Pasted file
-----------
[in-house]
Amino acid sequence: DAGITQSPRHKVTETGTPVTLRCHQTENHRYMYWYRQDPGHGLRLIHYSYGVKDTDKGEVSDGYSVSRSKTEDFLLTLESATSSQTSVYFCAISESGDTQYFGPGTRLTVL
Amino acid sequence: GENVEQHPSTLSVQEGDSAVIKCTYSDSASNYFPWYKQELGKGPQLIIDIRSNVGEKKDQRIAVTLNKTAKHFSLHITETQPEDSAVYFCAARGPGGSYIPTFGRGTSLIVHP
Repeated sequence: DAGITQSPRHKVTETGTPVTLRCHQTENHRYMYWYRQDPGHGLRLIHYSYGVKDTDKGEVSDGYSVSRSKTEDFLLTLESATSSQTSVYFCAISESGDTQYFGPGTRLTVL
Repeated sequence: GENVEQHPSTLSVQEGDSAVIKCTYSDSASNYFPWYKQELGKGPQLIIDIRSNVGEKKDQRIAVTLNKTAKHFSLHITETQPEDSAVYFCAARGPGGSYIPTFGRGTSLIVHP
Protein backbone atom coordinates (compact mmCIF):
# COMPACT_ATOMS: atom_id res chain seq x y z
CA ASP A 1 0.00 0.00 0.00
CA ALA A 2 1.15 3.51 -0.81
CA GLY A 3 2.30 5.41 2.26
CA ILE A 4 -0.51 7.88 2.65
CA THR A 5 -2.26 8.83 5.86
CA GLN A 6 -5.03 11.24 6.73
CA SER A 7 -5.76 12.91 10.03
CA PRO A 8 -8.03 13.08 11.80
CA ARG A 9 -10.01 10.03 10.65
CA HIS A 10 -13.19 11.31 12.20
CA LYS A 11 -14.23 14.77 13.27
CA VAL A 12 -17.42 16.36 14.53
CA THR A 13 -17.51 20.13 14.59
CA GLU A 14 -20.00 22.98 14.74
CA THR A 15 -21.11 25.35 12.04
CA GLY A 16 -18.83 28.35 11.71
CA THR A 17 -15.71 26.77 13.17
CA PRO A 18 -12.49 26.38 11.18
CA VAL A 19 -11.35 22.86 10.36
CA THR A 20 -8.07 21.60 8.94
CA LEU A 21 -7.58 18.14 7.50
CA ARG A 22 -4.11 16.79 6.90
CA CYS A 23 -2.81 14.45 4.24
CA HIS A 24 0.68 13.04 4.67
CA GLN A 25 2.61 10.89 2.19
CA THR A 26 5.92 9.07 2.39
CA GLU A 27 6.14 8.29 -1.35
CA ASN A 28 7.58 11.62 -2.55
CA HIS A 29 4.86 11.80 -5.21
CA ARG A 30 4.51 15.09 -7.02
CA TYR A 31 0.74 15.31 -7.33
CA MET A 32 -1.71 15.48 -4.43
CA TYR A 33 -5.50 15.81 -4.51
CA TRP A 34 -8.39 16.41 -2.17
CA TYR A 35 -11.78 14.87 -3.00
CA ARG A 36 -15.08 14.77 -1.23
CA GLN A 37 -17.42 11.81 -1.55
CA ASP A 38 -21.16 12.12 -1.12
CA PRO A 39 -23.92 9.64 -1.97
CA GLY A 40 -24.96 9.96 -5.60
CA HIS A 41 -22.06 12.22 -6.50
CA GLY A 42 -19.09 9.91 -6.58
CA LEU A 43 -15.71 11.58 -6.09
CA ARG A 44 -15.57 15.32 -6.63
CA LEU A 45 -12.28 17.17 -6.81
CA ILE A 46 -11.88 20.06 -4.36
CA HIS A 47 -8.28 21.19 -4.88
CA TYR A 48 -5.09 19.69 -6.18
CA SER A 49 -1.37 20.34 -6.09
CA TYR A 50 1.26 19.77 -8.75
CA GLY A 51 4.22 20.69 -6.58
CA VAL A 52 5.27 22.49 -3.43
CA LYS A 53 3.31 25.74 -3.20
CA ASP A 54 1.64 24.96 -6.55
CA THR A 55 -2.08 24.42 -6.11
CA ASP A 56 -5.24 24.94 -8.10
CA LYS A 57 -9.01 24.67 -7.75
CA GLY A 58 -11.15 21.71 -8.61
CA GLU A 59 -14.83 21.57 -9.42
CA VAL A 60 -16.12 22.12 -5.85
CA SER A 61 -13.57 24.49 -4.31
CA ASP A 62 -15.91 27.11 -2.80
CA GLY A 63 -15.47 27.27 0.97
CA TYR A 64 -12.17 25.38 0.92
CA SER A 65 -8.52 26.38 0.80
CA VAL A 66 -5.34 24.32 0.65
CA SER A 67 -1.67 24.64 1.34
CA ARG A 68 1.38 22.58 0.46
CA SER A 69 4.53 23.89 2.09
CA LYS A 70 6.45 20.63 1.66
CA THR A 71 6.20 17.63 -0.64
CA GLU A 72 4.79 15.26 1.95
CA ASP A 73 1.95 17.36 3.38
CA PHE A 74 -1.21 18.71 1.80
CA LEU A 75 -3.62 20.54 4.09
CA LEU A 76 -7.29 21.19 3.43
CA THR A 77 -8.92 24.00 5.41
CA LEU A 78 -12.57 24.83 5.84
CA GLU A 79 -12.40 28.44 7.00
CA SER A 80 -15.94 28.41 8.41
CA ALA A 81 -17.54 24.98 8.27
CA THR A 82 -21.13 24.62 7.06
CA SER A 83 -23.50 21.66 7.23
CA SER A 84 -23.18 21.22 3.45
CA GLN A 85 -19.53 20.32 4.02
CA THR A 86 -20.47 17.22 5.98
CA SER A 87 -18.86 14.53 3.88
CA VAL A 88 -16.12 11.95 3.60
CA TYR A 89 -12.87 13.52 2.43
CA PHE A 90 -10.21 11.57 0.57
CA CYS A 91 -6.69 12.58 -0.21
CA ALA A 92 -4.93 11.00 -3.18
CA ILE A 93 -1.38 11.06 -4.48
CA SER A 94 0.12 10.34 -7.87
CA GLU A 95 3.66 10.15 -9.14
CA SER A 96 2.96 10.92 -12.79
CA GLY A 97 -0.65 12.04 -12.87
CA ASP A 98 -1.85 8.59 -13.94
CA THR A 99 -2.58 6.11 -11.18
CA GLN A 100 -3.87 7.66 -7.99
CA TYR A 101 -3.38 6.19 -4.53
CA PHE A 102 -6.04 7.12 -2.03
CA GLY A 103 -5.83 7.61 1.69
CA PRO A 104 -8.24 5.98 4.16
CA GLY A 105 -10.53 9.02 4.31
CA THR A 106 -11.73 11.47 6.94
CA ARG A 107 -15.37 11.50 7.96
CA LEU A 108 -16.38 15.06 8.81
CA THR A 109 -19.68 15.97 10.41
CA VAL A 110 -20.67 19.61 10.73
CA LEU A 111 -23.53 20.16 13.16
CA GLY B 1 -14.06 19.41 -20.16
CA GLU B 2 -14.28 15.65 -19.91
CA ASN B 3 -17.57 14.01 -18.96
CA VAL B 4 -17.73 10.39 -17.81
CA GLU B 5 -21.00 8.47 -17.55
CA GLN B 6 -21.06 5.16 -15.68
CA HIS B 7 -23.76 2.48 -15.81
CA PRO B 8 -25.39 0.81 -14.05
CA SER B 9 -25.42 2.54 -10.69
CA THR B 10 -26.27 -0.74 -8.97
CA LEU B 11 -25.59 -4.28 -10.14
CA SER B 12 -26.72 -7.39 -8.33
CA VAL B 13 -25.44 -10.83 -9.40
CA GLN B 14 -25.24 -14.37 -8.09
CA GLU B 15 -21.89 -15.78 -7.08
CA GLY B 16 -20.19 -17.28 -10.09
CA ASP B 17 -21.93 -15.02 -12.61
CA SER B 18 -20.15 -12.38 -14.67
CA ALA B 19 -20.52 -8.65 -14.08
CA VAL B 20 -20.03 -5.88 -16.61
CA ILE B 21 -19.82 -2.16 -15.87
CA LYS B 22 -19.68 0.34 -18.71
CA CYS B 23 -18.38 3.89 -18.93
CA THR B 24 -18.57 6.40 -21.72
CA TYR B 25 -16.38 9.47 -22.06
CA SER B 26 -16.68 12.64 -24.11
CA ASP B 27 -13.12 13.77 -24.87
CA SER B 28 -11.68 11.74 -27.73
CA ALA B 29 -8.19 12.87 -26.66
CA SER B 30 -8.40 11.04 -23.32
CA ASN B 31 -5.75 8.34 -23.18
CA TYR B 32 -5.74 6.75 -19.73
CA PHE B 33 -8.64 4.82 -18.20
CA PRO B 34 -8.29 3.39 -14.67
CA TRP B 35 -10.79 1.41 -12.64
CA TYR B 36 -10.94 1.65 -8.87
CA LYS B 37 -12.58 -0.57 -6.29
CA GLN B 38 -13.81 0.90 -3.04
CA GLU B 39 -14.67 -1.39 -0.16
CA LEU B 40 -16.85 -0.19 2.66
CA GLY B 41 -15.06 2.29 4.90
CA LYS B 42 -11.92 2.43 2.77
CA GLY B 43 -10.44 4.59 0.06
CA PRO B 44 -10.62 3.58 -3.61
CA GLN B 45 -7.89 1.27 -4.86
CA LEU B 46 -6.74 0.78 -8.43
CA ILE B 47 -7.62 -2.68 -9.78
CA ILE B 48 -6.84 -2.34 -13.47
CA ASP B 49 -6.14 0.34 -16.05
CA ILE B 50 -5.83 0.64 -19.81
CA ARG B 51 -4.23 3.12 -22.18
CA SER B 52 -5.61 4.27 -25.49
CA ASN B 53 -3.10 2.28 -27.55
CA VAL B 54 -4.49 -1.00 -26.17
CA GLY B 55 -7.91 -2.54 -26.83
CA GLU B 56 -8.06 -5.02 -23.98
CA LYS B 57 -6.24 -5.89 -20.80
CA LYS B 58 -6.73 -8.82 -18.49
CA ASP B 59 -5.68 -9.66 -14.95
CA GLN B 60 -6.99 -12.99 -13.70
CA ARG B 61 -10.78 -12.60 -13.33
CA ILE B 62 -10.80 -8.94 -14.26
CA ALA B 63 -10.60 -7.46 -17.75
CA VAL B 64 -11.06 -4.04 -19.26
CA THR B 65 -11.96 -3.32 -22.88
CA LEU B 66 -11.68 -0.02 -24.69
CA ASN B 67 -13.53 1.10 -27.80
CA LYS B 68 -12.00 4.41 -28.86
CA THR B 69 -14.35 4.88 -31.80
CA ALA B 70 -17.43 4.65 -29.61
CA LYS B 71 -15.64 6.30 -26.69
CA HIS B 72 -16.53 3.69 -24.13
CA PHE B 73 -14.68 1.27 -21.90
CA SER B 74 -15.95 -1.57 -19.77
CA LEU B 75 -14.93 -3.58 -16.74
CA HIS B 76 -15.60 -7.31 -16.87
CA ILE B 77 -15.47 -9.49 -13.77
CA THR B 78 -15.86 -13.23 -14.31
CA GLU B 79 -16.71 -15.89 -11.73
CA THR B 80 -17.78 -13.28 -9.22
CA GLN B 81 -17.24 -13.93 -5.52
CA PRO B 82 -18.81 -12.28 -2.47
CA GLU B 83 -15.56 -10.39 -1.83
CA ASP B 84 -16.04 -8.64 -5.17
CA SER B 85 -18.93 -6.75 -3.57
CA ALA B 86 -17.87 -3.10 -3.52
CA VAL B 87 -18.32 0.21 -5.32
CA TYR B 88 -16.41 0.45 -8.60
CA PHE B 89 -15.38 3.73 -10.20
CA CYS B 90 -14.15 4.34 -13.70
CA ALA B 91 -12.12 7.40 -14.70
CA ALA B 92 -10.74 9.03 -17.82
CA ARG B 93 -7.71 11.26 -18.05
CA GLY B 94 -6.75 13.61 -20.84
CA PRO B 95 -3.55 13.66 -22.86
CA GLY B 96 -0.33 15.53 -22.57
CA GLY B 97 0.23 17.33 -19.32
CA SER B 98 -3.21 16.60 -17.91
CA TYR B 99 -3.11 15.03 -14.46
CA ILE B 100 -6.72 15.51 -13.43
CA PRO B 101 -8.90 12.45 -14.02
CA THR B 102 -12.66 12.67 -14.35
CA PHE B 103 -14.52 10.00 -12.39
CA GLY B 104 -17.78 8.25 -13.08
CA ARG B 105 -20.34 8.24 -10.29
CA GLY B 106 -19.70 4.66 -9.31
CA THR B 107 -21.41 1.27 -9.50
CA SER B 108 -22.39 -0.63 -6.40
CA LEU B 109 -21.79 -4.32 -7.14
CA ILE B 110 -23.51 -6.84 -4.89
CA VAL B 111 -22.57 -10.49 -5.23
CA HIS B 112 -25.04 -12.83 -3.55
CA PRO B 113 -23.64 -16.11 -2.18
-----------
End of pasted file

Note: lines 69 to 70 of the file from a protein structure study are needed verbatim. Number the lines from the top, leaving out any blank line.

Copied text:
CA ASP A 62 -15.91 27.11 -2.80
CA GLY A 63 -15.47 27.27 0.97